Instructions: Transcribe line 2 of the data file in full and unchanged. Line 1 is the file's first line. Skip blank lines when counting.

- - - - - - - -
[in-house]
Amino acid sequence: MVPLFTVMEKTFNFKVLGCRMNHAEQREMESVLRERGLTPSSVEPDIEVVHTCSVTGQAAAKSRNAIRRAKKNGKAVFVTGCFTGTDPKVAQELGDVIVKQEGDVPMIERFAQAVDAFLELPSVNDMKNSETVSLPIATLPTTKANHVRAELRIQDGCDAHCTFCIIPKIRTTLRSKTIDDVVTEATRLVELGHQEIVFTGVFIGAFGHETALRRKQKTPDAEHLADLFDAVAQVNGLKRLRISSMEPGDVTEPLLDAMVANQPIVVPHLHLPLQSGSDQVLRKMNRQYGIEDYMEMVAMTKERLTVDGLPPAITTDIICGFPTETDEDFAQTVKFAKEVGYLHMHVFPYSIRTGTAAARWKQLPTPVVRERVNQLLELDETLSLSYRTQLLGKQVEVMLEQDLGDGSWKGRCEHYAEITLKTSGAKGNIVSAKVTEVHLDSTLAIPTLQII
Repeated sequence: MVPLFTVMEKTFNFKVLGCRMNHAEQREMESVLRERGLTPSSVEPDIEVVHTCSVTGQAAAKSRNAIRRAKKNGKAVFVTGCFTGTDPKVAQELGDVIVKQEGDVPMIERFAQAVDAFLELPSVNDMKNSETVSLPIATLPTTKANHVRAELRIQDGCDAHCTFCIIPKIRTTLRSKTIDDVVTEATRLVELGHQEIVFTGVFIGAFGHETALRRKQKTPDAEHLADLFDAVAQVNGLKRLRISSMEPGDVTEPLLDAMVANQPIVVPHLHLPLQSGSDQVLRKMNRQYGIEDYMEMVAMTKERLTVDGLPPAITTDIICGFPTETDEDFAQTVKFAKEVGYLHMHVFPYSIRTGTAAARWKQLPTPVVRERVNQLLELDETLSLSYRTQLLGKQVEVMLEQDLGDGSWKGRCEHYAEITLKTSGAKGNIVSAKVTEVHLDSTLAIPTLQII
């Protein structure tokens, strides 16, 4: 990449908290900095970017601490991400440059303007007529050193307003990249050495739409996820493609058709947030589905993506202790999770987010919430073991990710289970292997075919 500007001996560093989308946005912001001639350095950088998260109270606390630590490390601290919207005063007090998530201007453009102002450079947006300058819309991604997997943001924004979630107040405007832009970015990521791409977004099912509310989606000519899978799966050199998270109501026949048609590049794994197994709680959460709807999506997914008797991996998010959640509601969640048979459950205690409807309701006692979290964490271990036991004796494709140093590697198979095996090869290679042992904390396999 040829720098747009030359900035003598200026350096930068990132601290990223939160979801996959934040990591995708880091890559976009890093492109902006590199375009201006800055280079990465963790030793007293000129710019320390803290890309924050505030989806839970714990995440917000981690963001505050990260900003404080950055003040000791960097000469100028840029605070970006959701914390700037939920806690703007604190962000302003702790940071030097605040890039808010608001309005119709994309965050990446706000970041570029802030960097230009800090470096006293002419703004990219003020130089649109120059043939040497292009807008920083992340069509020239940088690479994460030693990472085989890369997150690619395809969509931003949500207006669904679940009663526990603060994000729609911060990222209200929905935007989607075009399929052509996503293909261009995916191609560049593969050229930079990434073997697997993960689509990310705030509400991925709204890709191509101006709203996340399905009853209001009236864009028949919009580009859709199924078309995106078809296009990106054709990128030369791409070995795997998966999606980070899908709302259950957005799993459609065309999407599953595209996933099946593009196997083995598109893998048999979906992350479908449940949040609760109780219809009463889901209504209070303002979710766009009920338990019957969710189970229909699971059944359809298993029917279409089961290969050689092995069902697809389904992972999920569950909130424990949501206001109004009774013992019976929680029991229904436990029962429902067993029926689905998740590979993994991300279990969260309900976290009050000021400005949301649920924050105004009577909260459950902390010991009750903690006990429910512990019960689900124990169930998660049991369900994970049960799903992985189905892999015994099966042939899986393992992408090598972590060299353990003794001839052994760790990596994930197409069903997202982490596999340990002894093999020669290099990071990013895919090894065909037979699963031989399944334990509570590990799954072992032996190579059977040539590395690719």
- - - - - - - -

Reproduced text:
Amino acid sequence: MVPLFTVMEKTFNFKVLGCRMNHAEQREMESVLRERGLTPSSVEPDIEVVHTCSVTGQAAAKSRNAIRRAKKNGKAVFVTGCFTGTDPKVAQELGDVIVKQEGDVPMIERFAQAVDAFLELPSVNDMKNSETVSLPIATLPTTKANHVRAELRIQDGCDAHCTFCIIPKIRTTLRSKTIDDVVTEATRLVELGHQEIVFTGVFIGAFGHETALRRKQKTPDAEHLADLFDAVAQVNGLKRLRISSMEPGDVTEPLLDAMVANQPIVVPHLHLPLQSGSDQVLRKMNRQYGIEDYMEMVAMTKERLTVDGLPPAITTDIICGFPTETDEDFAQTVKFAKEVGYLHMHVFPYSIRTGTAAARWKQLPTPVVRERVNQLLELDETLSLSYRTQLLGKQVEVMLEQDLGDGSWKGRCEHYAEITLKTSGAKGNIVSAKVTEVHLDSTLAIPTLQII